To further investigate the origin of cultivated sunflower, we constructed a phylogeny of the 16 wild sunflower accessions, as well as the 8 Native American landraces (i.e., the “primitive” lines), which, unlike the “improved” lines that made up the balance of our sequencing panel, are free from the confounding effects of human-mediated introgression during the postdomestication era. We used the neighbor-joining algorithm of PAUP Ver. 4.0b10 (Swofford 2002) to construct a phylogeny on the basis of the combined sequence data. Indels were recoded as numerical characters prior to analysis, and branch support was estimated on the basis of 1000 bootstrap replicates of the data.
All nine gene regions were sequenced in each of the 32 sampled individuals. Including indels, sequence lengths varied from 504 to 1642 bp (Table 3), and sequences from all genes but SCR-1 and SCR-2 included both coding and noncoding (i.e., intron and/or UTR) regions. Thus, we were able to analyze 8207 bp of aligned sequence per individual, with nearly two-thirds (5328 bp) coming from coding regions. Across samples, the number of indel polymorphisms per gene varied from 0 to 12, with a total of 31 indel polymorphisms in the data set. Of these, all but 1 (a 3-bp indel in the coding region of GIA/RGA) occurred in noncoding regions. Indel size was highly variable, ranging from a single nucleotide in some cases (including three single-base indels embedded within mononucleotide repeat motifs in PGIC) to >100 bp in others. More specifically, two wild individuals harbored CAM indels spanning ≥100 bp, and the largest indel observed (250 bp) was found within one of the PGIC introns (flanked by exons 12 and 13) in two wild individuals. All indels were excluded from subsequent analyses of nucleotide polymorphism.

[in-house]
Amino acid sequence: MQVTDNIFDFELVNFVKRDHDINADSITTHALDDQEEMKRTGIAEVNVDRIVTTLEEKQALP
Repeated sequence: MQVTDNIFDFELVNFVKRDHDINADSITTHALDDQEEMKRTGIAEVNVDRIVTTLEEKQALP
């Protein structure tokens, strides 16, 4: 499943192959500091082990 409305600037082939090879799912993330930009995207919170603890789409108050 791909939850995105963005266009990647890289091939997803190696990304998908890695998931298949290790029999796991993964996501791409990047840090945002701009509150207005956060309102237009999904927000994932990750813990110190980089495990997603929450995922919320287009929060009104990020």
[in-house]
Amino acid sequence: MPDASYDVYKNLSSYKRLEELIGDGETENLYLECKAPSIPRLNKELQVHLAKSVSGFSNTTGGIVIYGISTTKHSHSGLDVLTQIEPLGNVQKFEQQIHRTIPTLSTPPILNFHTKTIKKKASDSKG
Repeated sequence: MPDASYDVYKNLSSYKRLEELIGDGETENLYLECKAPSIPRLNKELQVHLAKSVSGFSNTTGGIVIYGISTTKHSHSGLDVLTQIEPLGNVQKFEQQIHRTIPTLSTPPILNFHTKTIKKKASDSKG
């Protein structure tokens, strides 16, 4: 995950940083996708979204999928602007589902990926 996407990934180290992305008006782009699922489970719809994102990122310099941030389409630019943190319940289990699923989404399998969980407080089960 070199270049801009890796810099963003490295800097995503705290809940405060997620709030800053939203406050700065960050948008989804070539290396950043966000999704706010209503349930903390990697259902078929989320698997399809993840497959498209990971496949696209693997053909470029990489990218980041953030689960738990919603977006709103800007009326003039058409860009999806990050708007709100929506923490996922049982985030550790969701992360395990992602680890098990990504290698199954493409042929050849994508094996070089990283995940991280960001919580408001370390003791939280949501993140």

Single-nucleotide polymorphisms were considerably more frequent than indels, with a total of 444 polymorphic sites being identified across all individuals and all genes, resulting in an average of 1 SNP for every 16.8 bp of sequence (excluding indels). When considered separately, the wild sunflowers harbored 392 polymorphic sites (1 SNP/19.1 bp), whereas the cultivars harbored 194 polymorphic sites (1 SNP/38.8 bp). Inspection of Table 4 confirms that levels of nucleotide polymorphism are generally quite high. More specifically, estimates of total nucleotide diversity (πT) for the data set as a whole ranged from 0.0016 to 0.0328 (mean = 0.0106), and Watterson's θ (θW) ranged from 0.0030 to 0.0317 (mean = 0.0139). Not surprisingly, a comparison of the wild and cultivated subsamples revealed that πT and θW are both significantly higher in wild sunflower as compared to the cultivars (0.0128 vs. 0.0056; paired t = 3.14, d.f. = 8, P = 0.007 and 0.0144 vs. 0.0072; paired t = 5.03, d.f. = 8, P = 0.0005, respectively). Similarly, silent-site diversity (πsil) as well as synonymous (πsyn) and nonsynonymous (πnonsyn) nucleotide diversity was significantly higher in the wild subsample than in the cultivars (all P ≤ 0.008). In terms of the extent of divergence between subsamples, FST values averaged 0.1837 ± 0.038 (mean ± SE), indicating that the wild and cultivated sunflower gene pools are moderately differentiated.